With an urban renaissance raging and white gentrifiers flocking to previously scorned sections of the Chocolate City, the stakes are rising every day, presenting an added challenge to what W.E.B. Dubois called the "Talented Tenth" of black Americans: We not only have to invest in the inner city, but we can't let white people beat us to it.
Sometimes it felt like the '60s had never happened there. The first people my parents tried to buy from pulled out of the deal, due to pressure from neighbors. Finally settled into a rental, we got harassing phone calls. One time a band of teenagers chased my cousin, screaming "The KKK's gonna get you, nigger!" Most painful for a little kid were those steely glares that seemed constantly to demand, "What are you doing here?" At age 9, I tried to contort myself to appear smaller, hoping that no one would notice me and be offended.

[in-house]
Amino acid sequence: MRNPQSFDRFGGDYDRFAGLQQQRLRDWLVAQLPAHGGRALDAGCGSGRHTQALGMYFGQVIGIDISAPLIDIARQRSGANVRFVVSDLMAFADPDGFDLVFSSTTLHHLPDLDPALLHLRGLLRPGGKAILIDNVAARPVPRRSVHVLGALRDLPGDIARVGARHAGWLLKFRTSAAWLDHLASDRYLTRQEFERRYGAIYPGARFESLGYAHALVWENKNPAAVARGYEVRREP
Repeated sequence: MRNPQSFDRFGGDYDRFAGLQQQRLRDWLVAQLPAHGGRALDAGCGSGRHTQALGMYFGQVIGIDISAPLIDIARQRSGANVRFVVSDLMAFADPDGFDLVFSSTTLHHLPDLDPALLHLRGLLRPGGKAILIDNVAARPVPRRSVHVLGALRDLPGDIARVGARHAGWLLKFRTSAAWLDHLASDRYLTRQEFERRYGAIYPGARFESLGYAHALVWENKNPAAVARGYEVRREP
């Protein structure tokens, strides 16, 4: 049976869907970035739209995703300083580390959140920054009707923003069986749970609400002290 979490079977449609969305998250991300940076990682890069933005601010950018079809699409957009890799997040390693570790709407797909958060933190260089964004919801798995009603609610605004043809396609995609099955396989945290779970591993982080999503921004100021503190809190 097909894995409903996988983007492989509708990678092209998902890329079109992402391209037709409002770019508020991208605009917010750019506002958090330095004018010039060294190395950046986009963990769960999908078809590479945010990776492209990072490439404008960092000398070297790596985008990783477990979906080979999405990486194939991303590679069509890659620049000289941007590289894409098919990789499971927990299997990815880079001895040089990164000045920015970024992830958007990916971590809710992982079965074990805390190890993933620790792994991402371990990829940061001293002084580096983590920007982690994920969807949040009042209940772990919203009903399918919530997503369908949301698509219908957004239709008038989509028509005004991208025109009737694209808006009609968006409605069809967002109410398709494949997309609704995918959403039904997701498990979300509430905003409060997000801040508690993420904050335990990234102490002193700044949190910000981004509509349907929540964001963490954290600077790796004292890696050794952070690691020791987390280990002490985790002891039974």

Today's robust market in urban housing is shaking up the system. Communities are playing a game of racial and socioeconomic musical chairs. Black neighborhoods are turning whiter. Poor neighborhoods are turning richer, some suburban areas turning poorer. But the shake- up may lead to nothing more than a shake-out, with the same old winners and losers.
Reproduced with permission of the copyright owner. Further reproduction or distribution is prohibited without permission.